Ahh, Christmas. The most wonderful time of year; not least because eating excessively is considered mandatory rather than gluttonous. I for one love nothing more than consuming the constant flow of mince pies, cheese, cold cuts and chocolates deemed acceptable in December.

If an unexpected knock at the door and impromptu party calls for something a little more fancy than a frozen sausage roll, fear not. We’ve found some dainty canapés that can be whipped up in a jiffy and will have your guests convinced you are indeed a domestic goddess/god.

Pear, Camembert and Prosciutto Wraps 

M-Pear Camembert and Prosciutto Wraps

During the festive season, you might find you have the ingredients for these little beauties anyway, so they are a great quick fix for last-minute catering.

Ingredients

  • 6 ripe conference pears
  • 6 prosciutto slices, halved length-ways
  • 6 small slices of Camembert cheese

Method
Lay out your six slices of prosciutto on a lined baking tray. Cut the pears into 6 equal wedges and lay on the prosciutto slices. Top each pear wedge with a slice of Camembert. Roll up the prosciutto, encasing the other ingredients, before popping into a pre-heated oven (180°C, fan160°C) for up to 15 minutes, until the pear is soft, the ham crisp and cheese lovely and gooey.

Salmon Mousse Vol au Vents

M-Salmon Mousse Vol au Vents

My sister-in-law introduced me to this quick smoked salmon mousse recipe, which is just delicious spread on toast as a decedent snack. For a speedy canapé recipe, grab some frozen vol au vant cases and fill them with lots of moreish mousse to wow your visitors.

Ingredients

  • 120g smoked salmon trimmings (can be picked for pence rather than pounds)
  • 250g soft cream cheese
  • Handful of finely chopped chives
  • Pack of frozen vol au vent cases
  • Juice of a quarter lemon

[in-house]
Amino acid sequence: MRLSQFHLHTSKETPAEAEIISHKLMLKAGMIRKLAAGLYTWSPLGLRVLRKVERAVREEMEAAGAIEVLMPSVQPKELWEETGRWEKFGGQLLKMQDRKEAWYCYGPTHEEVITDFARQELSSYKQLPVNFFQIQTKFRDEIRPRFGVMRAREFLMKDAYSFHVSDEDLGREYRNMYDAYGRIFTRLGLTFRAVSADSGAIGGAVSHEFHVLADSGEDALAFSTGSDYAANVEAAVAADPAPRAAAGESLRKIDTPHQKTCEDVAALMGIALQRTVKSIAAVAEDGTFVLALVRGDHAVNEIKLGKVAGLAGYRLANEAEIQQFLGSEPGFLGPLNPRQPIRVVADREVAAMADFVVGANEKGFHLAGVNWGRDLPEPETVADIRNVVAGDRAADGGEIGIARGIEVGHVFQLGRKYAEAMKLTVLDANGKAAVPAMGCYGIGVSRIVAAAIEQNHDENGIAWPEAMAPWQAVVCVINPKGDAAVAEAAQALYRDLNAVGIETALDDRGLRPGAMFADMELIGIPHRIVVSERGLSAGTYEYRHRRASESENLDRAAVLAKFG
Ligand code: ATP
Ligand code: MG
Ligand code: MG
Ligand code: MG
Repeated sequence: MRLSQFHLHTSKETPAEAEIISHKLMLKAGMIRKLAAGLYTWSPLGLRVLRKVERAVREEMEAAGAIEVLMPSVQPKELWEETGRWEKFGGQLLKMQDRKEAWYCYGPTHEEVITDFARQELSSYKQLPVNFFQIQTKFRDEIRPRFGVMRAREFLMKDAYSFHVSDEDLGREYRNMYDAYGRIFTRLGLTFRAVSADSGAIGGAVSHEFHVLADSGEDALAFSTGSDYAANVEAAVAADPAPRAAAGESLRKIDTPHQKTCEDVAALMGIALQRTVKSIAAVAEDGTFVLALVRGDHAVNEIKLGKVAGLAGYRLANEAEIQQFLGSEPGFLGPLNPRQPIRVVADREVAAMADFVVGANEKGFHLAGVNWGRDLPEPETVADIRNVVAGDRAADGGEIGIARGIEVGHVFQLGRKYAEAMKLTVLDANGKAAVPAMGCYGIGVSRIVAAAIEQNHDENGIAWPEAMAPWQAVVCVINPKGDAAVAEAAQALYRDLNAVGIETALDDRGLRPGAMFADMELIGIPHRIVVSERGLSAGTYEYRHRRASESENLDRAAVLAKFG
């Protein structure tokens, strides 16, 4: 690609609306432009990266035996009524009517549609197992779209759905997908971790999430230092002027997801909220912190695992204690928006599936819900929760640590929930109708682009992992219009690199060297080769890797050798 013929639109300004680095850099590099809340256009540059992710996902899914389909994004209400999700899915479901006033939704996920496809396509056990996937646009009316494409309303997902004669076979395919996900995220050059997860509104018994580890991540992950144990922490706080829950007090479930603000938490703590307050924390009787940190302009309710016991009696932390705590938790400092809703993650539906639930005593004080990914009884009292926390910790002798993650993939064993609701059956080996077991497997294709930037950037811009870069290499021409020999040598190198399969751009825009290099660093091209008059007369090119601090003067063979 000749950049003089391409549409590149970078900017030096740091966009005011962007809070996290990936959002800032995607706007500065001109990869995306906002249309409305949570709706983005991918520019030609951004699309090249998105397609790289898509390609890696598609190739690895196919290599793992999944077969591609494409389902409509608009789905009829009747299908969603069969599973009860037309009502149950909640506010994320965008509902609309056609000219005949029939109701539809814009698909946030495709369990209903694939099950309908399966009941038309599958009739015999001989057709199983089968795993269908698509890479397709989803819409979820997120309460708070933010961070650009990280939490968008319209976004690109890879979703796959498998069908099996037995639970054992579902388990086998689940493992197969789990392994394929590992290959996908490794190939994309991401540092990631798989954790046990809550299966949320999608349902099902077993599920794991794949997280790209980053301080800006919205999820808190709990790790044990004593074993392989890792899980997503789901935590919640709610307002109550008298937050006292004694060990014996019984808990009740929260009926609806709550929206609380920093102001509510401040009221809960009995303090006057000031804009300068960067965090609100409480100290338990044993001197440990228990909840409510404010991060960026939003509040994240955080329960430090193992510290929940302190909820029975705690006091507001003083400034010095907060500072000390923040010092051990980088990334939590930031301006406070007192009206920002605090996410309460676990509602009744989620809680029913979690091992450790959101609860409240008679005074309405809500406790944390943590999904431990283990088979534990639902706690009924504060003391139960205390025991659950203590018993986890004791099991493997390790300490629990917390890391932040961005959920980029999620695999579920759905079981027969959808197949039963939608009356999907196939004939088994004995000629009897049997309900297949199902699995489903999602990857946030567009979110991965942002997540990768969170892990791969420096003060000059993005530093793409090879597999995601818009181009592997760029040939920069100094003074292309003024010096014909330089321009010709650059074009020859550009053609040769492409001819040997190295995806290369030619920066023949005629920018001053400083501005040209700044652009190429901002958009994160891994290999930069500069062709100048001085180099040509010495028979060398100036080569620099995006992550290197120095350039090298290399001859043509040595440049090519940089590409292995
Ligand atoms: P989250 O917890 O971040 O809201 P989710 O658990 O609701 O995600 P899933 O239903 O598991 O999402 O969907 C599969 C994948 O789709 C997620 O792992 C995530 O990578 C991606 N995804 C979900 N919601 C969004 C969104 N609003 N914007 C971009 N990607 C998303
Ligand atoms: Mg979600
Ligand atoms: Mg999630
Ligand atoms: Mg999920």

Method
Blend the cream cheese and smoked salmon trimmings with a hand blender until smooth, light and fluffy. Add a little black pepper and the lemon juice. Cook the vol au vent cases as the instructions dictate. Allow the cases to cool to warm, before spooning in the mixture. Sprinkle with chives and serve with a glass of bubbly. Deliciously festive.

Pea and Prawn Crostini

M-Pea and Prawn Crostini

Though ever so slightly more involved than the other recipes, these crostini are worth the effort. You might need about 15 minutes to make them, so make sure your guests’ glasses are topped up before disappearing into the kitchen.

Ingredients

  • 250g frozen petit pois, defrosted
  • ½ lemon, juice
  • 1 garlic clove, crushed
  • A few leaves fresh mint, torn
  • 1tbsp extra virgin olive oil, plus extra to drizzle
  • Baguette, sliced thinly into 12 slices
  • 36 small peeled prawns
  • Handful fresh pea shoots

Method
Put the peas, a squeeze of lemon juice, the garlic, mint, oil and seasoning in the blender and give them a good pulsing. Pop the mixture in the fridge for a couple of minutes.

Lay out the baguette slices on a baking tray, drizzle with oil and put under the grill until golden brown.
Lay the slices out on your best Christmas crockery and adorn each with a spoonful of pea purée. Rest three little prawns on top and decorate with pea shoots.

 

Ricotta, Fig and Honey Tartlets

M-Ricotta Fig and Honey Tartlets

Instead of mince pies, serve these sweet treats to guests with a nice retro glass of sherry.

Ingredients

  • 250g ricotta
  • 2tbsps sugar
  • 8 digestive biscuits
  • 2 large ripe figs, quartered lengthwise
  • Honey

Method
Soften the biscuits in the microwave for about 20 seconds. Then, use a soup spoon and a tea towel to remould the biscuits into little tartlet shells. Combine the ricotta and sugar, then spoon the mixture into the shells. Pop a pretty fig quarter on top of the ricotta and carefully drizzle honey for an extra sweet hit.
Tell us about your canapé successes and add to our party menu.

Sally Webb

Sally Webb

Sally'’s favourite things include Sunday roasts after long country walks, BBC adaptations of Jane Austen novels, all things pasta and her dog Tiggy. Sally is currently sporting a rather large ‘preggalump’ and has not just eaten all the pies.

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